The U.S. Supreme Court on Monday declined to take up an important case involving Washington state’s counseling censorship law.
The case was brought by Brian Tingley, a licensed marriage and family counselor in Washington, against the state’s law that prohibits counselors from helping minors struggling with unwanted homosexuality or transgenderism. The Washington State Legislature enacted the law (SB 7522) in 2018.
According to Alliance Defending Freedom (ADF), which filed the suit on Tingley’s behalf, the law “violates Tingley’s freedom of speech and infringes on his religious faith and that of his clients by censoring certain private client-counselor conversations about sexual orientation and gender identity that the government disfavors.”
Justices Kavanaugh, Thomas and Alito all dissented from the court’s decision; the latter two also wrote dissents explaining their reasoning. It takes four votes for the Supreme Court to “grant certiorari” and take up a case, meaning Tingley fell one vote short.
“This petition asks us to consider whether Washington can censor counselors who help minors accept their biological sex,” Justice Thomas wrote in his dissent. “Because this question has divided the Courts of Appeals and strikes at the heart of the First Amendment, I would grant review.”
As Justice Thomas points out, generally the Supreme Court will take up important cases if there is a “circuit split” on the issue at hand. When it comes to counseling censorship laws, the Eleventh Circuit has decided that such laws are unconstitutional, while both the Third Circuit and the Ninth Circuit have upheld bans on therapy for minors struggling with homosexuality or transgenderism.
“Tingley asks us to resolve this Circuit split and review whether SB 7522 violates the First Amendment. We should have,” Justice Thomas wrote, adding,
Under SB 5722, licensed counselors can speak with minors about gender dysphoria, but only if they convey the state-approved message of encouraging minors to explore their gender identities. Expressing any other message is forbidden – even if the counselor’s clients ask for help to accept their biological sex.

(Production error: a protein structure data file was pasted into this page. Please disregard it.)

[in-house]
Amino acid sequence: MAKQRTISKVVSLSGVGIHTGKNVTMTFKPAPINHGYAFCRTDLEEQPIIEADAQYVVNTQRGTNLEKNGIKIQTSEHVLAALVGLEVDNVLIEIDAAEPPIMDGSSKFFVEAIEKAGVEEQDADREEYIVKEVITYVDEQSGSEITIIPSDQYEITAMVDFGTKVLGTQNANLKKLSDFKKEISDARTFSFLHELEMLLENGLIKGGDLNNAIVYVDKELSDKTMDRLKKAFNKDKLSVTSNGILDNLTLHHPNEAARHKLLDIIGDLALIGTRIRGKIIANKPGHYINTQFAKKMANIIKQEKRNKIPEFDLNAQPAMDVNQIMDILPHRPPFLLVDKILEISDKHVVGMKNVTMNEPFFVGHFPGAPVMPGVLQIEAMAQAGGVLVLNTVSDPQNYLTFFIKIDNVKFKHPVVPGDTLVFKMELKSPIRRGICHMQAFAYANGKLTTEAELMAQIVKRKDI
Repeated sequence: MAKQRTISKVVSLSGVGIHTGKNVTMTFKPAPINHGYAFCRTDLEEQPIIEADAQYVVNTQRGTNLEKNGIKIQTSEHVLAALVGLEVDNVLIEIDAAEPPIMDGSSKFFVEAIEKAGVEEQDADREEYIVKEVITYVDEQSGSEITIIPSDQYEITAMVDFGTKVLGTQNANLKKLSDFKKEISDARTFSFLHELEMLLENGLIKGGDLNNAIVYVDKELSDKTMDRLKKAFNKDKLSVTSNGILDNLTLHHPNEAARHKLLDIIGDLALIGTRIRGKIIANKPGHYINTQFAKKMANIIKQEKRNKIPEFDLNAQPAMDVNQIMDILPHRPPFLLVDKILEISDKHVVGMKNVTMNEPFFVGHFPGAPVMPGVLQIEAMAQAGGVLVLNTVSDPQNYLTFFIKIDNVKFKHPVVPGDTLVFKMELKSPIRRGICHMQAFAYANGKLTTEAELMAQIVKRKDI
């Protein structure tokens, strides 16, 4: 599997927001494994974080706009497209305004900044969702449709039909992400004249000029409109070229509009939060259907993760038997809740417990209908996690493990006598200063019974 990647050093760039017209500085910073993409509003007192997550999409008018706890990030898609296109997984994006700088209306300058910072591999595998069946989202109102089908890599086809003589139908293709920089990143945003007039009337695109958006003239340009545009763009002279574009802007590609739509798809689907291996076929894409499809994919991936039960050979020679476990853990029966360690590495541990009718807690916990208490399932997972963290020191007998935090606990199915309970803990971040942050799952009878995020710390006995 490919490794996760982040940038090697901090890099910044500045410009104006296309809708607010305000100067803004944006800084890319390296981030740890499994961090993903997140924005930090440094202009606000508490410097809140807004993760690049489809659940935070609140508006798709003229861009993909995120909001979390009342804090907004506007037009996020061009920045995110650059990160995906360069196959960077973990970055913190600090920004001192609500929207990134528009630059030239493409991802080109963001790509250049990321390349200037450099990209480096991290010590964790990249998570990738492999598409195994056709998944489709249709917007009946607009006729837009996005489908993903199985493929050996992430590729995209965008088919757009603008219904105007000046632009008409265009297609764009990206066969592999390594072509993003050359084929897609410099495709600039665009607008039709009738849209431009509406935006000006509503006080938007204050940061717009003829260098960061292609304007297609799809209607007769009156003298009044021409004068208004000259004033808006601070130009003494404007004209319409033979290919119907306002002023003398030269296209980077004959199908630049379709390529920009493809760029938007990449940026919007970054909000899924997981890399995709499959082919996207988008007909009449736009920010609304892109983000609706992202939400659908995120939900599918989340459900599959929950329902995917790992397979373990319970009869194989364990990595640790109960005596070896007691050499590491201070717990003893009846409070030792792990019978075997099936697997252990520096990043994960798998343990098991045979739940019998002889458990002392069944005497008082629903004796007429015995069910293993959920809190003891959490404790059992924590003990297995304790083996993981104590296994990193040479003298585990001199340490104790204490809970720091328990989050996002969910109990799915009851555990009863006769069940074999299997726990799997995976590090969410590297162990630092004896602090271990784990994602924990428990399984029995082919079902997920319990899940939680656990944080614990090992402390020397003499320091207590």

That is viewpoint-based and content-based discrimination in its purest form. As a result, SB 5722 is presumptively unconstitutional.
“I have no doubt that the issue [this case] presents will come before the Court again,” Justice Thomas predicted, “When it does, the Court should do what it should have done here: grant certiorari to consider what the First Amendment requires.”
Justice Alito wrote separately, arguing that the case “presents a question of national importance.”
“In recent years, 20 States and the District of Columbia have adopted laws prohibiting or restricting the practice of conversion therapy. It is beyond dispute that these laws restrict speech, and all restrictions on speech merit careful scrutiny,” Justice Alito added. “I would grant review.”
As the Daily Citizen has previously stated, “conversion therapy” is a term invented by activists who oppose the truth that some people with same-sex attractions or gender identity confusion don’t want to embrace those thoughts, feelings, identities or behaviors. It is a non-existent practice – but these bans have the effect of prohibiting legitimate professional therapy for those with unwanted sexual identity confusion or homosexual identity, attractions and behaviors.
“We’re disappointed that Washington’s counseling censorship law will continue to prevent many people from getting the help they need,” said ADF Senior Counsel and Vice President of Appellate Advocacy John Bursch, adding,
The law clearly violates the First Amendment by censoring counselors like Brian, and that ultimately hurts his clients. Washington forces counselors to tell their clients that there is no path to affirming their biological sex. It is disappointing that Washington’s censorship regime will remain in place. This issue is not going away.
We urge the Supreme Court to take a similar case when the time comes.
Tingley first filed his complaint in the U.S. District Court for the Western District of Washington in 2021, but Judge Robert Bryan dismissed the case.
He subsequently appealed his ruling to the Ninth U.S. Circuit Court of Appeals, which upheld Washington’s censorship law. This lead Tingley to appeal his case to the U.S. Supreme Court.
All people struggling with unwanted homosexuality and transgenderism should be able to find professional help to live within their moral and religious values. That’s why it’s a tragedy that the Supreme Court has rejected Tingley’s appeal.
It’s very likely the Supreme Court will eventually be persuaded to take up a case involving counseling censorship laws. When it does, the Daily Citizen will bring you the story.
The case is Tingley v. Ferguson.
Focus on the Family exists to help families, and that includes help navigating the issues of homosexuality and transgenderism. Focus offers a free, one-time counseling consultation with a licensed or pastoral counselor. To request a consultation, call 1-855-771-HELP (4357) or fill out our Counseling Consultation Request Form.
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